Wednesday, September 23, 2009

Product Placement

As penance for my sin of fast forwarding through commercials*, I've been subjected to some fairly blatant product placement on my shows.

Somebody has to pay for these shows, so I don't have any objections in principle. 30 Rock and The Colbert Report make jokes about their product placement, which really works. I've seen commercials during Eureka that are done by an actor from the show in character. That does trick me into stopping and having a look, but I don't really care about what Fargo has to say about deodorant. Other people's reactions may vary.

TLC seemed to find a good balance for a while there. A few weeks ago, the Duggar women on 18 Kids and Counting cleaned the floors with Swiffer mops. It was blatant product placement, but didn't last long and Mamma Duggar just said a few words about how they have to mop after every meal because there's so many people in the house and Swiffer makes it easier. (Really, the whole show is about living with 20 people in the house, so it fit in nicely.)

[begin digression] And then they threw out 4 of the disposable mop pads because although the Duggars and their ilk are having lots of babies to outnumber the unbelievers in the coming culture war, they don't care much about protecting the environment for their hundreds of great-grandchildren. Yes, 4 Swiffers, 3 times a day isn't much, but they also use paper plates for seemingly all of their meals. People, you know you're feeding 20 people! Just get some real plates at the thrift store, some washable plastic dishes for the little kids and stick them in one of your restaurant sized dishwashers. Yes, paper plates are biodegradable, but they don't even compost or garden!

Yes, I watch that show just to hate them. Other people get fired up by political news networks, I mock the Duggars for not growing some lettuce out back behind the house. It works for me. [end digression]

And this week on Jon & Kate Plus 8, which I did watch before the train wreck**, the two older girls helped Mommy load the dishwasher. The box of Cascade tablets was on the counter and we saw one of the girls actually put the tablet in place, which doesn't exactly make for riveting TV. But Kate talked about how the girls have been helping so much, especially with the dishes since the divorce because they see that there's too much work for just one parent to do on their own. So it was well incorporated.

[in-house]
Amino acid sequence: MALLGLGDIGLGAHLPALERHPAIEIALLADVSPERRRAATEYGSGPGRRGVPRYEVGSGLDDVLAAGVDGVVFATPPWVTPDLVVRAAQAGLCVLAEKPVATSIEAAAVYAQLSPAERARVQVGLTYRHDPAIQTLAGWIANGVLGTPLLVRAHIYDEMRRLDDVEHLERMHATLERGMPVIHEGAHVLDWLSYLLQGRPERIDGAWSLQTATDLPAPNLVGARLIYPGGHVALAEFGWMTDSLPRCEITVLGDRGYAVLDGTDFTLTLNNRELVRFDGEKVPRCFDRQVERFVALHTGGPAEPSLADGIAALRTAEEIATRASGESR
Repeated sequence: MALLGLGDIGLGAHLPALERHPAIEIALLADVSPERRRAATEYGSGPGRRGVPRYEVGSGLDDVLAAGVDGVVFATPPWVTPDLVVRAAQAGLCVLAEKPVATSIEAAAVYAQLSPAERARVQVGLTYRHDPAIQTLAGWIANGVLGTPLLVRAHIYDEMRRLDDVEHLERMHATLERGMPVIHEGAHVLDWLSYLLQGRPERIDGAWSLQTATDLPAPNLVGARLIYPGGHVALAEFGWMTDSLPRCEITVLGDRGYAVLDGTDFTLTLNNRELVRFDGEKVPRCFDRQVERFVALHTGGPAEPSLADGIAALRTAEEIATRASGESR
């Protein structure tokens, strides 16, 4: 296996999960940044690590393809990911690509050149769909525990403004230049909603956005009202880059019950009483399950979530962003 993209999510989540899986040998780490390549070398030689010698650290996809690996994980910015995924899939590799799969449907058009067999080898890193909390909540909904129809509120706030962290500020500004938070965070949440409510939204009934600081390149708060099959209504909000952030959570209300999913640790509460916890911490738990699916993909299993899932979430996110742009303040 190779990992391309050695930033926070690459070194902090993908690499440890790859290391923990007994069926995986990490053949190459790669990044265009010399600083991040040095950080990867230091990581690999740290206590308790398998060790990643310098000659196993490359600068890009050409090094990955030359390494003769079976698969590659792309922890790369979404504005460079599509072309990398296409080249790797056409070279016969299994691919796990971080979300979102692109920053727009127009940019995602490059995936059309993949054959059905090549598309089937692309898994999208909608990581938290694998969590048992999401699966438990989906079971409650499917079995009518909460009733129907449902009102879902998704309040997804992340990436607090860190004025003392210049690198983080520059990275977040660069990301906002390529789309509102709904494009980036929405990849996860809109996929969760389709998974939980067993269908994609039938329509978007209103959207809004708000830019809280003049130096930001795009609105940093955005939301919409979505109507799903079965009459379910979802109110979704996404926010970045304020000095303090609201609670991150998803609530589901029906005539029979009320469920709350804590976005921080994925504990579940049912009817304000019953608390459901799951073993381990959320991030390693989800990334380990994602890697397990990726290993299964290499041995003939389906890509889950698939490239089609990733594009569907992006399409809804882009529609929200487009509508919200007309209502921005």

But on last night's 18 Kids and Counting, they spent 1/3 to 1/2 of the show at Weight Watchers. Now, it was funny to see Jim Bob eating a candy bar behind the group leader's back as she was interviewed about his chances of weight loss success. (That Jim Bob sure is a card, I'll tell you what.) But they showed Jim Bob at the sign in table, being told about the different payment options. And then Mamma Dugger re-explained to him the payments and how if you maintain your goal weight for 6 weeks, you become a Lifetime Member.***

This was most of the show. It would've been better to have an old fashioned Jack Benny taking a moment to extoll the praises of Alpo situation than this extended torture. Plus, the meeting leader actually said, "I guarantee" to Jim Bob when he asked if following the program will make him lose weight. Officially, WW makes no guarantees of any results, so even as a product placement/commercial, it failed. Unless it was deliberate because although a company can be sued over claims made in commercials, the laws are probably much fuzzier when it comes to product placement/segments in which the Duggars just spontaneously discuss a product, in which case it's corporate evil.

I really hope they get enough negative feedback that they don't pull a stunt like that again. specially since they kept breaking away from footage of one of the littlest Duggars running around the house being adorable.

How do you feel about product placement? Any favorite instances of the art form that I've missed?

*I don't zoom through them so quickly that I don't know what the commercials are for and if I see something eye catching, I'll watch it. But I don't have a car and am not looking to buy one. I have no interest in diet products and will never be convinced that I need to clean my kitchen with bleach wipes, or whatever toxic nonsense that'll just take up more space in the landfill that they're pushing these days. And don't even get me started on the antibacterial brainwashing that could kill people by creating superbugs. (OK, I've started--even if you don't care about the superbugs, rubbing antibacterial goo on your hands kills only 99% of the bacteria. The biggest, baddest 1% is still alive and it's STILL ON YOU. Booga, booga.) So commercials are wasted on me and I hope they're wasted on you too.

**And don't bother taking Jon's side around here. I'm a shrew like Kate and if I had 8 kids, I'd be an even bigger shrew than she is. My husband tells me when I'm being a jerk instead of stewing and turning into a big, hypocritical douchebag. I actually think this is an important issue, because women, especially mothers, are expected to be self-sacrificing angels, no matter how much stress and work is on their plate. And this, I believe, is sexist bullshit and needs to stop.

***Seriously, WW? You declare lifelong success after just 6 weeks of maintenance. I call bullshit. (For more on this subject, go check out Shapely Prose.)

1 comment:

  1. Oh, dear God. Standing O!!! I couldn't agree with you more on what you said here. And I had to pick myself off the floor from howling so hard several times. You are just AWESOME!

    That crocheted dress, though? Not so much.



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